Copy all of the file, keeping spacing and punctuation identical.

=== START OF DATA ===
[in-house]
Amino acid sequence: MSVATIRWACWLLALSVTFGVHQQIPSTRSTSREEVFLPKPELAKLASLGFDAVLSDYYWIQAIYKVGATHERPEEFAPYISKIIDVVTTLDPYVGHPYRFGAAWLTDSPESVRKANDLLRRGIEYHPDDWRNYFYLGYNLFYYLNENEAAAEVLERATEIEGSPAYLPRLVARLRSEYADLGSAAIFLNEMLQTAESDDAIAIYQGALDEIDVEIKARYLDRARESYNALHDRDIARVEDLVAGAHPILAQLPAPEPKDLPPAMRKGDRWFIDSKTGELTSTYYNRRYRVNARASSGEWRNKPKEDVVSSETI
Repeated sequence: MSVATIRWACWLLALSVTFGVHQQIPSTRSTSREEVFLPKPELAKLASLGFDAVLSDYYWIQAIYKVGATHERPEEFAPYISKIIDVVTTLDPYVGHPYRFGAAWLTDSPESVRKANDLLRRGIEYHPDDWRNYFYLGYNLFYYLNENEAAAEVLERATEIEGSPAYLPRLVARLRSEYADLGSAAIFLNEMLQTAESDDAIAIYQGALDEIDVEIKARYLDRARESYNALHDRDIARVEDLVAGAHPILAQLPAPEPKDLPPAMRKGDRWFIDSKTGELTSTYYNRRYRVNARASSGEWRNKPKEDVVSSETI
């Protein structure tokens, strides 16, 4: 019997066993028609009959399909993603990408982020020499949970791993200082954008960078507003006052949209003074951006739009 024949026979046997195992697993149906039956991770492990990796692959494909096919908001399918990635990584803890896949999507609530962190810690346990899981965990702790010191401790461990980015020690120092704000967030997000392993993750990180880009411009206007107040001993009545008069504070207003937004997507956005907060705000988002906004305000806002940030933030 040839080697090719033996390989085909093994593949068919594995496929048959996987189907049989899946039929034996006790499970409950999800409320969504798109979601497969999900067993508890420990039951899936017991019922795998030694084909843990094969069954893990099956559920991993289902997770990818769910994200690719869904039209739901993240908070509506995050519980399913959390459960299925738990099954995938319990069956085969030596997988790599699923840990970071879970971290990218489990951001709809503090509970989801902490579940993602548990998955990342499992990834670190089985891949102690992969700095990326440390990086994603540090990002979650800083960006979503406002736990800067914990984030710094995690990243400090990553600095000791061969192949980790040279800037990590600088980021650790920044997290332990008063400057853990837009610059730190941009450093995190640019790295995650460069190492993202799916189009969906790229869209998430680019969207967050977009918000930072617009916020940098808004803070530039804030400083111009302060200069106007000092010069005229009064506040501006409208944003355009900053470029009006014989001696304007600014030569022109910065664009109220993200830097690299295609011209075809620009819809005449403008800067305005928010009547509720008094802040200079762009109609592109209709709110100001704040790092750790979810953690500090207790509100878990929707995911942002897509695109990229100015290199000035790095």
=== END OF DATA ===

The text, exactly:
[in-house]
Amino acid sequence: MSVATIRWACWLLALSVTFGVHQQIPSTRSTSREEVFLPKPELAKLASLGFDAVLSDYYWIQAIYKVGATHERPEEFAPYISKIIDVVTTLDPYVGHPYRFGAAWLTDSPESVRKANDLLRRGIEYHPDDWRNYFYLGYNLFYYLNENEAAAEVLERATEIEGSPAYLPRLVARLRSEYADLGSAAIFLNEMLQTAESDDAIAIYQGALDEIDVEIKARYLDRARESYNALHDRDIARVEDLVAGAHPILAQLPAPEPKDLPPAMRKGDRWFIDSKTGELTSTYYNRRYRVNARASSGEWRNKPKEDVVSSETI
Repeated sequence: MSVATIRWACWLLALSVTFGVHQQIPSTRSTSREEVFLPKPELAKLASLGFDAVLSDYYWIQAIYKVGATHERPEEFAPYISKIIDVVTTLDPYVGHPYRFGAAWLTDSPESVRKANDLLRRGIEYHPDDWRNYFYLGYNLFYYLNENEAAAEVLERATEIEGSPAYLPRLVARLRSEYADLGSAAIFLNEMLQTAESDDAIAIYQGALDEIDVEIKARYLDRARESYNALHDRDIARVEDLVAGAHPILAQLPAPEPKDLPPAMRKGDRWFIDSKTGELTSTYYNRRYRVNARASSGEWRNKPKEDVVSSETI
């Protein structure tokens, strides 16, 4: 019997066993028609009959399909993603990408982020020499949970791993200082954008960078507003006052949209003074951006739009 024949026979046997195992697993149906039956991770492990990796692959494909096919908001399918990635990584803890896949999507609530962190810690346990899981965990702790010191401790461990980015020690120092704000967030997000392993993750990180880009411009206007107040001993009545008069504070207003937004997507956005907060705000988002906004305000806002940030933030 040839080697090719033996390989085909093994593949068919594995496929048959996987189907049989899946039929034996006790499970409950999800409320969504798109979601497969999900067993508890420990039951899936017991019922795998030694084909843990094969069954893990099956559920991993289902997770990818769910994200690719869904039209739901993240908070509506995050519980399913959390459960299925738990099954995938319990069956085969030596997988790599699923840990970071879970971290990218489990951001709809503090509970989801902490579940993602548990998955990342499992990834670190089985891949102690992969700095990326440390990086994603540090990002979650800083960006979503406002736990800067914990984030710094995690990243400090990553600095000791061969192949980790040279800037990590600088980021650790920044997290332990008063400057853990837009610059730190941009450093995190640019790295995650460069190492993202799916189009969906790229869209998430680019969207967050977009918000930072617009916020940098808004803070530039804030400083111009302060200069106007000092010069005229009064506040501006409208944003355009900053470029009006014989001696304007600014030569022109910065664009109220993200830097690299295609011209075809620009819809005449403008800067305005928010009547509720008094802040200079762009109609592109209709709110100001704040790092750790979810953690500090207790509100878990929707995911942002897509695109990229100015290199000035790095």